Originally Posted by slm
Actually, the academic press as you are experiencing it IS the result of a consolidation (led by Springer Verlag and a few others) effectuated precisely to allow the remaining publishers to make more money by raising prices against very limited competition.
Sometimes, even paranoid delusions are accurate.
While fewer publishers is a plausible explanation for less competition (and higher prices), it still doesn't demonstrate that academic publishers are greedier
than other publishers. Do you think that if non-academic publishers were able to merge and make more money they would choose not to in the interests of the consumer?
I think that there are still too many players in the game for some sort of cartel arrangement to explain the high prices. For one thing it would be pretty easy for other publishers to start publishing academic texts if there were easy profits to be made. I suspect that some academic publishers merged more out of economic necessity
than some nefarious scheme to reduce competition.
I guess a relatively easy way to test the theory that academic publishers charge more just because they are greedy is to look at the prices of some of the popular books they are publishing. My prediction: because people choose to read popular non-fiction books rather than being forced to for their degree, they can be selective and competition will drive prices low.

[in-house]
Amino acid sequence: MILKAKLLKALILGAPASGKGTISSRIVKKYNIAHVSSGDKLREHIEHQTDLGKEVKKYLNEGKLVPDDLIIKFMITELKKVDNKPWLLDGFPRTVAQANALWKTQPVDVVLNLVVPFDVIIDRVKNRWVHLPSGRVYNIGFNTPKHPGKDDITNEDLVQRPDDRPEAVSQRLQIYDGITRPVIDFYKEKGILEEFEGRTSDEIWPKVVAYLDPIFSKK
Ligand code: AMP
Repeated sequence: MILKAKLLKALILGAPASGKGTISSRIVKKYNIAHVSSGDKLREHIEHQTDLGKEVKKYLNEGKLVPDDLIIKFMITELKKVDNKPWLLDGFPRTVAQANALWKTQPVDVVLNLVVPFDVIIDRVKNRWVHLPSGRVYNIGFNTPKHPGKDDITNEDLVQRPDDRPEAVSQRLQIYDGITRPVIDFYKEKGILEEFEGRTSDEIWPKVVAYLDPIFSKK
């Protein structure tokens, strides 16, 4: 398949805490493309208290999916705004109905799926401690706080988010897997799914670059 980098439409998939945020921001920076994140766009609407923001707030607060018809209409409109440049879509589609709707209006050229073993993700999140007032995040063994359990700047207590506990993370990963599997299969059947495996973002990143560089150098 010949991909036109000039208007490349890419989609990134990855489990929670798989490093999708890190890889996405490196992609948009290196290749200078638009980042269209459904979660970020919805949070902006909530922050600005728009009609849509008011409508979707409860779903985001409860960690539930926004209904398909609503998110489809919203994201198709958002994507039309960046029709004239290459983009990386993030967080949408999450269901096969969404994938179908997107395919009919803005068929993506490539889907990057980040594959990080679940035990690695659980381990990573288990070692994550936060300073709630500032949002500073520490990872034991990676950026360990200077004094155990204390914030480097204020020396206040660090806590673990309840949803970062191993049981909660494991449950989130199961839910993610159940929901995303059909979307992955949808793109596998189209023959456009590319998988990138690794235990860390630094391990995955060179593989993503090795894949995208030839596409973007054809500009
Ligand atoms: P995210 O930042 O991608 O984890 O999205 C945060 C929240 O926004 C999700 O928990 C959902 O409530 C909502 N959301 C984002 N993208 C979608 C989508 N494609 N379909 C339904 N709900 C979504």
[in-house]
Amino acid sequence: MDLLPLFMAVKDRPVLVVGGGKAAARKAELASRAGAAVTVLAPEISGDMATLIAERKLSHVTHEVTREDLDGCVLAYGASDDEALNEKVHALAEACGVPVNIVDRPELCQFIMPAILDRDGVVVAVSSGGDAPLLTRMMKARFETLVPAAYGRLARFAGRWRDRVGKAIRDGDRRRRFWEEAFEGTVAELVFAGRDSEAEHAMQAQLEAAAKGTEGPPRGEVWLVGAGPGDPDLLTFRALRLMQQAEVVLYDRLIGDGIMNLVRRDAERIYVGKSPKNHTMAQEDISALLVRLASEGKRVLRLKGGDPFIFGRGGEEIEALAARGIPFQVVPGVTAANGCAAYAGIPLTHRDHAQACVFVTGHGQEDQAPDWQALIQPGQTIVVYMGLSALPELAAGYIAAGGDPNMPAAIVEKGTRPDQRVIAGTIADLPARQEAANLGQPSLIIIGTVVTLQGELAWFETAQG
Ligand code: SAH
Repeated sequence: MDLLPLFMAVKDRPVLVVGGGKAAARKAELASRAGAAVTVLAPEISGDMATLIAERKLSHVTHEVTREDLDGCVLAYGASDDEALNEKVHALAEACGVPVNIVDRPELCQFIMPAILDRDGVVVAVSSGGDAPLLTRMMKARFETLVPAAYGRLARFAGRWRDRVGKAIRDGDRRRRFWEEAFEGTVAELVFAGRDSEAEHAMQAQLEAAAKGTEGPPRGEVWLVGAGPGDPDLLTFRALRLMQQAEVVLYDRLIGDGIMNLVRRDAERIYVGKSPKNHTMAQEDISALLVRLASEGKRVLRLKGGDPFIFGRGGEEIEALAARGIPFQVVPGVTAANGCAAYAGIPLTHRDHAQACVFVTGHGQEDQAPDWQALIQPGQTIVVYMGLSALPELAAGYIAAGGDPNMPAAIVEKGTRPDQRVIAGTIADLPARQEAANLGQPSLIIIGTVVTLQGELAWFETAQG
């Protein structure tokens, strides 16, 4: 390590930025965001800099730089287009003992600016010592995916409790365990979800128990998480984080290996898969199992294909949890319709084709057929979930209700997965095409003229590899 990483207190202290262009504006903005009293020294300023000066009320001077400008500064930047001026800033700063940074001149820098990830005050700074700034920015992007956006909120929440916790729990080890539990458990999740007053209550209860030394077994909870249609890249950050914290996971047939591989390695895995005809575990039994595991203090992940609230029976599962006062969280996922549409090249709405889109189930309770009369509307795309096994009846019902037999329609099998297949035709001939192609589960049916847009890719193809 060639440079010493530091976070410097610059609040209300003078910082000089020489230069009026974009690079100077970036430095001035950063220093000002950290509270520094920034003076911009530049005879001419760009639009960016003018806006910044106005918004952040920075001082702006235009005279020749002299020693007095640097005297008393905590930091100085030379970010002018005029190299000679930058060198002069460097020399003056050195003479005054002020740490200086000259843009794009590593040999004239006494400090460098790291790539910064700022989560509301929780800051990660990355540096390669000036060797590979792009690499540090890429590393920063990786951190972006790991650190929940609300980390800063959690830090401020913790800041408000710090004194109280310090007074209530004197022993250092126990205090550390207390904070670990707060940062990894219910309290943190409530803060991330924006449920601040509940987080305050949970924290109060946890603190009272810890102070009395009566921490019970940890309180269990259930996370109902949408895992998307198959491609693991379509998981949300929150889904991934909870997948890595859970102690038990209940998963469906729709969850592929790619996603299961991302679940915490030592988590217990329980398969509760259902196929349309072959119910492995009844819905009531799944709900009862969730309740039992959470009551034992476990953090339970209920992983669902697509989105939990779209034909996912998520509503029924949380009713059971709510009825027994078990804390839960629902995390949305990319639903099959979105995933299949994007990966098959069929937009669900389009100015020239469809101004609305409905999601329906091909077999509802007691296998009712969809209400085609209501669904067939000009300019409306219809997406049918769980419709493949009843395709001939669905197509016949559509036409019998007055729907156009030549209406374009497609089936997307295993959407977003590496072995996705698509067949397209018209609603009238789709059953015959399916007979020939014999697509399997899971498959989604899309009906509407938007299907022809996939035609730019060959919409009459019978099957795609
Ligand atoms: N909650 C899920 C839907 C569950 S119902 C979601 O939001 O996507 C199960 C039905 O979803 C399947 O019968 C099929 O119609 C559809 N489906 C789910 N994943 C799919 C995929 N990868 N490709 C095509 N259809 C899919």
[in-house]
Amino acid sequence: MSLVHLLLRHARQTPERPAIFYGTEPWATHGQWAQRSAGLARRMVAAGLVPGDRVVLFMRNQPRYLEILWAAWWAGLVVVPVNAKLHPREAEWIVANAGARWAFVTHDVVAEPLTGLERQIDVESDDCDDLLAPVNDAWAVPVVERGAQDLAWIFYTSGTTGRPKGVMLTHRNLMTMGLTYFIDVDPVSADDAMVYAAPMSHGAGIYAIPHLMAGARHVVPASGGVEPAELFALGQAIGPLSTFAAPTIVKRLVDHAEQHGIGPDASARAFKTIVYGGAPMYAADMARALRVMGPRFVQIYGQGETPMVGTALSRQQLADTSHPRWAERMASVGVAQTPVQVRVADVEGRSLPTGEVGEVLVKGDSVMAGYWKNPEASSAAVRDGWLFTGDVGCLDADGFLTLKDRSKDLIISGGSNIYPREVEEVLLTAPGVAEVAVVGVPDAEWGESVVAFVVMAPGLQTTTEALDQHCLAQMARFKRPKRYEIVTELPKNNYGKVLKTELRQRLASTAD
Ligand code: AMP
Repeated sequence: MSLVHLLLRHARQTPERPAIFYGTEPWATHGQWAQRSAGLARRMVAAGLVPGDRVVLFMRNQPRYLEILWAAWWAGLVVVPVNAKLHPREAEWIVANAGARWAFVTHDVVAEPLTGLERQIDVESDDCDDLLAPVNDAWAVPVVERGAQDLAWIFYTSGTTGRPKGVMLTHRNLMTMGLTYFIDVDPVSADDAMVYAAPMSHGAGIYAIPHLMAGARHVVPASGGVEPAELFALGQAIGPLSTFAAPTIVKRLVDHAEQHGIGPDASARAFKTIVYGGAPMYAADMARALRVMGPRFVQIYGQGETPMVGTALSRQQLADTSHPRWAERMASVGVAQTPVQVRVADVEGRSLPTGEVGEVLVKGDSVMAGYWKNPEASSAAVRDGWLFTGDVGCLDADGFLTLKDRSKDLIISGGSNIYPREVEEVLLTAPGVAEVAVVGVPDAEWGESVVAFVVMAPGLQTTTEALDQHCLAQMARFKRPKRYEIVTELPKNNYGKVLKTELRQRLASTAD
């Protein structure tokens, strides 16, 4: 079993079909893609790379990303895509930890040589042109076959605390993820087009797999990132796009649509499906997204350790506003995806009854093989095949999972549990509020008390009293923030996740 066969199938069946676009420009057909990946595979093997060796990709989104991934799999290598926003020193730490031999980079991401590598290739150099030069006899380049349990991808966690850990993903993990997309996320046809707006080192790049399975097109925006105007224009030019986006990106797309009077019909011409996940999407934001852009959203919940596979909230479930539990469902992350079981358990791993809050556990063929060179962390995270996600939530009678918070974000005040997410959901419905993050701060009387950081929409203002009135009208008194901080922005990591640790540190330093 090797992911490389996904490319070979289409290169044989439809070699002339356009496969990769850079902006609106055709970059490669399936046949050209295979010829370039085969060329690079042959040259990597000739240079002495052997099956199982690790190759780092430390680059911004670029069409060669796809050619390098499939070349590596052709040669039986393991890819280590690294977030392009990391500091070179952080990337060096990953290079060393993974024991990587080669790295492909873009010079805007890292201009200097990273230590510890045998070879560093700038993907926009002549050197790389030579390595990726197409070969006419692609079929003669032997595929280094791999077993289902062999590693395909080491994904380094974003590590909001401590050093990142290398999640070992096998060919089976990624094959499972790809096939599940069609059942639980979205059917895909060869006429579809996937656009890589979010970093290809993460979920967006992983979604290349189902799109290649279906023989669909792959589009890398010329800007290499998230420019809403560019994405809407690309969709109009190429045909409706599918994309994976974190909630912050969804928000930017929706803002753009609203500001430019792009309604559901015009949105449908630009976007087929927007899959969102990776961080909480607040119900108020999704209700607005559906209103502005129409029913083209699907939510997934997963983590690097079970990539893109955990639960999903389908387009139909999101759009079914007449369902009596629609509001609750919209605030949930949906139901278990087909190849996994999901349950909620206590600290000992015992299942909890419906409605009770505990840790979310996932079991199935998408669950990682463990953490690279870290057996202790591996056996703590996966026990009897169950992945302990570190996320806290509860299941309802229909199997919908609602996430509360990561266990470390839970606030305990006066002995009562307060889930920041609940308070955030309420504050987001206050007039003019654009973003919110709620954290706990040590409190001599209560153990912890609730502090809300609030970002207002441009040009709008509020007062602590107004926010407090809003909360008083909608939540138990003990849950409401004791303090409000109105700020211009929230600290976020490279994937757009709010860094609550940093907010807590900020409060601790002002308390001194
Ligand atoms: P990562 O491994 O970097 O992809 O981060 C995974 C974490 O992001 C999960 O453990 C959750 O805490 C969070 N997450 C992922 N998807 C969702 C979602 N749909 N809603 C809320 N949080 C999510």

It seems slightly odd, though, that the situation isn't changing faster. Most profs are well aware of what the publishers are up to and they are (mostly) firmly opposed to it. The technology exists to circumvent this racket. I'd have thought there's even plenty of economic incentive - surely it must be possible to undercut the cartel and still make serious profits?
Again I argue that the professors are the cause of the "racket" because they face no economic incentive to set cheaper books for their class texts. Usually lecturers receive review copies for free so I bet most lecturers don't even know the price of the books they are setting as required reading.